The Manual Machine

The Manual Machine

Of the many things I consider part of the RKP editorial mandate, service articles, that is, how-tos, aren’t really part of that equation. There are plenty of other places where you can find out how to learn to ride with clipless pedals or wash your bike.

However.

How often to we really think about our skill set as cyclists? Sure, I’m sure many of you are doing specific intervals to elevate your lactate threshold or increase your power, but I’m not talking about fitness. What about actual skills? A couple of years ago I made a decision to begin branching out in my cycling pursuits, to do more different things on bikes. That’s led me to spend time at our local pump track, as well as the skatepark.

I left the big cuts to Sebastian, who had all the tools necessary for this little exercise.

It’s fair to ask why. There are three reasons that underlie a fairly reasonable, “Just cuz.” The first is that I simply want to be better versed in all things bicycle. To me, it’s like learning another language. I’d like to be able to travel across Europe without a phrase book in my pocket. The second is that I’ve been so devoted to road riding for so long that I get concerned about burnout. As a result, I want to take conscious steps to keep cycling fresh and interesting. The third reason is the knowledge that I’m becoming more fragile physically as I age. I’m concerned about what a fall would mean for me. Not just now, but 10 years from now. By making an effort to increase my skill set I’m that much less likely to go down if circumstances get weird.

Somewhere on social media a couple of weeks ago I ran across a video for a device called a Manual Machine. I was instantly enamored with it because it creates a no-consequence environment to learn a skill that, if done wrong, can have insanely high consequences. Just ask anyone who has ever hit the back of their head on anything from any distance for any reason. Every person reading this is going, “Yep, don’t want to do that again!”

Young Roscoe rides for one of the local NorCal League teams and got involved in building his own.

It’s helpful to note that a manual is different from a wheelie. With a wheelie the front wheel is held aloft by a combination of balance and drivetrain torque; if the front wheel rises too high, you pause the pedal stroke for a second and if the front wheel starts to drop, you pedal a bit harder to get it back up. With a manual balance is everything. When you consider how long the wheelbase is of the average full-suspension bike, trying to get the front wheel off the ground by wheelie-ing is noticeably more difficult than if you were simply riding a hardtail. Not impossible, but for those of us who didn’t grow up riding wheelies for blocks at a time, doing it on a full suspension bike is nearly out of the question. So manual it is, at least for now.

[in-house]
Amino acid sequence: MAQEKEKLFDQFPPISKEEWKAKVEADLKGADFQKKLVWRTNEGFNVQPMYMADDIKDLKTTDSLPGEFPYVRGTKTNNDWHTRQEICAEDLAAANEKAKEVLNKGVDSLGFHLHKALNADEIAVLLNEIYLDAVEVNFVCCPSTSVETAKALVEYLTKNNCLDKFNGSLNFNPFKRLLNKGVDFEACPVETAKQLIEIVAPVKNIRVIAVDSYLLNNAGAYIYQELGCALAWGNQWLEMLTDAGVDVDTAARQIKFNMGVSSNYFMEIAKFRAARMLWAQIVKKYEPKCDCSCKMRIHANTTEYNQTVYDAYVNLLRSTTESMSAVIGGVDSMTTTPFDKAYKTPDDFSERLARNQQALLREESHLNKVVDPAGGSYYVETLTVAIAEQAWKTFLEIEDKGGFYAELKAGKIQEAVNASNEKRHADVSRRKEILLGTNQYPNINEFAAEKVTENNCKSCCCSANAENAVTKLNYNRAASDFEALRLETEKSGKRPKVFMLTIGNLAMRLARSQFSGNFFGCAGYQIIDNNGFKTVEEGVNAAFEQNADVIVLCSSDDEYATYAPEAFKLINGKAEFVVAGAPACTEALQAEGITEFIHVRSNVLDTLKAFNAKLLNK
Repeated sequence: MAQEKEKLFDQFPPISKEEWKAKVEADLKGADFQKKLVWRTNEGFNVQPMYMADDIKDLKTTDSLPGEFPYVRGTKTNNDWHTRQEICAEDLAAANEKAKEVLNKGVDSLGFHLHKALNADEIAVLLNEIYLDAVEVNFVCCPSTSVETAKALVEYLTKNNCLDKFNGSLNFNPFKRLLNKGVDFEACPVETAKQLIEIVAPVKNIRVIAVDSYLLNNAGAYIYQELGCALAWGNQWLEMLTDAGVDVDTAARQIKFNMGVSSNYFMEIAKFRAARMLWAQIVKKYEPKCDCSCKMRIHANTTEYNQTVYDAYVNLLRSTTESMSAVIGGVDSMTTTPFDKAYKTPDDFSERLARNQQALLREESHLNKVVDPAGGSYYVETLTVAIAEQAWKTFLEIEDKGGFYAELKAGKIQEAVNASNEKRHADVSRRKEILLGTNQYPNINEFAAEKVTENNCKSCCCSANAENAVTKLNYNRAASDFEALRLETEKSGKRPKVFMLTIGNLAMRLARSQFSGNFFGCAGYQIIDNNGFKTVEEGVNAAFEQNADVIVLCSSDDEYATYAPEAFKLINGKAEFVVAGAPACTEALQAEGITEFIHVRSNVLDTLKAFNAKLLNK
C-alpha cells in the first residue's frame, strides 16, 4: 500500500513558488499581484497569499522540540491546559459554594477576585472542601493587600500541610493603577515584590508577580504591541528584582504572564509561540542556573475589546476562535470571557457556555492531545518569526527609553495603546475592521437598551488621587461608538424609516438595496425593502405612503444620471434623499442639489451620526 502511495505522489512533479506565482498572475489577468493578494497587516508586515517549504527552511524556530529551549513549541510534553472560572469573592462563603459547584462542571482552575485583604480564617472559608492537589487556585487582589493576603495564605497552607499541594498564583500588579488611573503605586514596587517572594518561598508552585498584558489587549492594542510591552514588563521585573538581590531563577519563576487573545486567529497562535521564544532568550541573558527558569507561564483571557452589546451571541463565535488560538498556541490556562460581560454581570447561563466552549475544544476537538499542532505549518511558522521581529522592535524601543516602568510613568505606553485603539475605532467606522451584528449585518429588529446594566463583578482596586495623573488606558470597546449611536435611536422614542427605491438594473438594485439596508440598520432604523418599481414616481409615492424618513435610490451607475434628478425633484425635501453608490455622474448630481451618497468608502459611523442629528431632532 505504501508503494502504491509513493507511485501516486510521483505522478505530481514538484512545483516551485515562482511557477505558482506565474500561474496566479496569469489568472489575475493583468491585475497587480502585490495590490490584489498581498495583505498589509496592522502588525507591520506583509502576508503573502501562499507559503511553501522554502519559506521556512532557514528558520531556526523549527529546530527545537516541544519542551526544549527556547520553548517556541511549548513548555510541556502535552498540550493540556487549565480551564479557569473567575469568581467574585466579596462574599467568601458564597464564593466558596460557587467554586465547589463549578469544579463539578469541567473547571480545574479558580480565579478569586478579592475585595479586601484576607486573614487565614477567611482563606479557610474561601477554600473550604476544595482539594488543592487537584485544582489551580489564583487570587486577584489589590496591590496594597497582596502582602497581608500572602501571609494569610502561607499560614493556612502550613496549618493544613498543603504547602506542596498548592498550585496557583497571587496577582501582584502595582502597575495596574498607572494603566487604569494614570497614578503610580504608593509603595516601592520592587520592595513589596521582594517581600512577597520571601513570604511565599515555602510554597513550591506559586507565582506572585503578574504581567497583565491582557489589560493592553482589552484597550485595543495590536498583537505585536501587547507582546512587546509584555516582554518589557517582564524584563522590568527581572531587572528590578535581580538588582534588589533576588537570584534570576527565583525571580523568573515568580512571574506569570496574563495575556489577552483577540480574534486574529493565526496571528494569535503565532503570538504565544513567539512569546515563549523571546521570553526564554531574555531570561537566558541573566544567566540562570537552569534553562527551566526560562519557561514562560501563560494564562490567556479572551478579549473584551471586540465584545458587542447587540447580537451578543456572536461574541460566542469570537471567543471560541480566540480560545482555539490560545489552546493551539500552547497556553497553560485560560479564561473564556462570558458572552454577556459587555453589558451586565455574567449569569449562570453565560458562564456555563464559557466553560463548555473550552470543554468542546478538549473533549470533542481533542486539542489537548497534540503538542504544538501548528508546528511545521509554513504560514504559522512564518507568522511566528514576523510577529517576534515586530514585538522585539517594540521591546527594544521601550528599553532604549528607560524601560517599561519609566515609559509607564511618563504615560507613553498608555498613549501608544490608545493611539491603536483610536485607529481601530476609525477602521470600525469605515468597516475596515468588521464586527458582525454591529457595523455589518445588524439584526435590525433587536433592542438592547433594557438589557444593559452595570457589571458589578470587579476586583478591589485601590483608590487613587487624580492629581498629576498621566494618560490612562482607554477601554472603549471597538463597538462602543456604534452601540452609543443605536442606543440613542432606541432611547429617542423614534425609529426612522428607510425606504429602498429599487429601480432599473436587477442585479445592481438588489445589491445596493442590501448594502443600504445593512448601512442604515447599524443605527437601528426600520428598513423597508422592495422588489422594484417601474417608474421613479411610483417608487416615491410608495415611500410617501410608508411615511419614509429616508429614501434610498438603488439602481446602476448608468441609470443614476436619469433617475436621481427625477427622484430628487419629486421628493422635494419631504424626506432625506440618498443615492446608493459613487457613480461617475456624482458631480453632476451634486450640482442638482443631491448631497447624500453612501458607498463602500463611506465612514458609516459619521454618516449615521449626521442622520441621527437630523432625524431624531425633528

So last weekend I got together at a friend’s place and with an assembled peanut gallery of hecklers and helpers, and we knocked out three of these over the course of the afternoon.

Refreshments, yo.

We used four 2x4s per manual machine plus one sheet of plywood. The pieces worked out as follows:

2 pieces 2×4: 7’6″
4 pieces 2×4: 30″
2 pieces 2×4: 26″
1 piece plywood: 18″x6″
2 pieces 2×4: angle cut 18 3/8″ on the long side and 11 7/8″ on the short side
1 piece 2×4: 2 3/4″

Roscoe made big progress in just a few minutes. Oh, and a dropper post is (seemingly) mandatory. 

I ended up adding two more pieces of 2×4 immediately below the contact patch of the rear wheel. We found that the manual machine flexed a bit when you’re on it. The width of that 2 3/4″-wide piece of 2×4 and the 26″-long braces do a great job of holding a 2.35 29er tire or with a bit of pushing a 27.5-plus tire. It held the rear wheel securely enough to keep the bike from moving around and throwing my balance off.

The other important piece we added to these things were some lengths of nylon webbing with a spring-loaded buckle that can be run through the front wheel to keep you from flipping over backward as you practice. Tighten it just enough and it can stop you right at the balance point. Then with practice you can loosen it some so that you find the balance point on your own.

It’s my hope that my boys will put this thing to use as they learn how to manual. I’m looking forward to pulling it into the driveway as we cheer each other on. And once they have mastered it, I’ll pass it on to another family.

 

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15 comments

  1. Girl

    What about putting your bike on a trainer? I’ve seen that on the internet, but I haven’t tried it. Also tried to practice manuals on my fat bike, but no dice. Maybe cuz it’s heavy (aluminum frame and heavy tires)? My other non-road bike is a 1989 Schwinn Sierra 26-er, which also is heavy. Never could do manuals on it, either.

    I know this introduces the whole male/female physical differences issue, but maybe I have a hard time because women lack the upper body strength that men have? I was watching the international BMX trials, where professionals do tricks on ramps and such. There was a big difference between the types of tricks that men could do, versus what women could pull off. It’s got to be an issue of power/muscle and not just technique.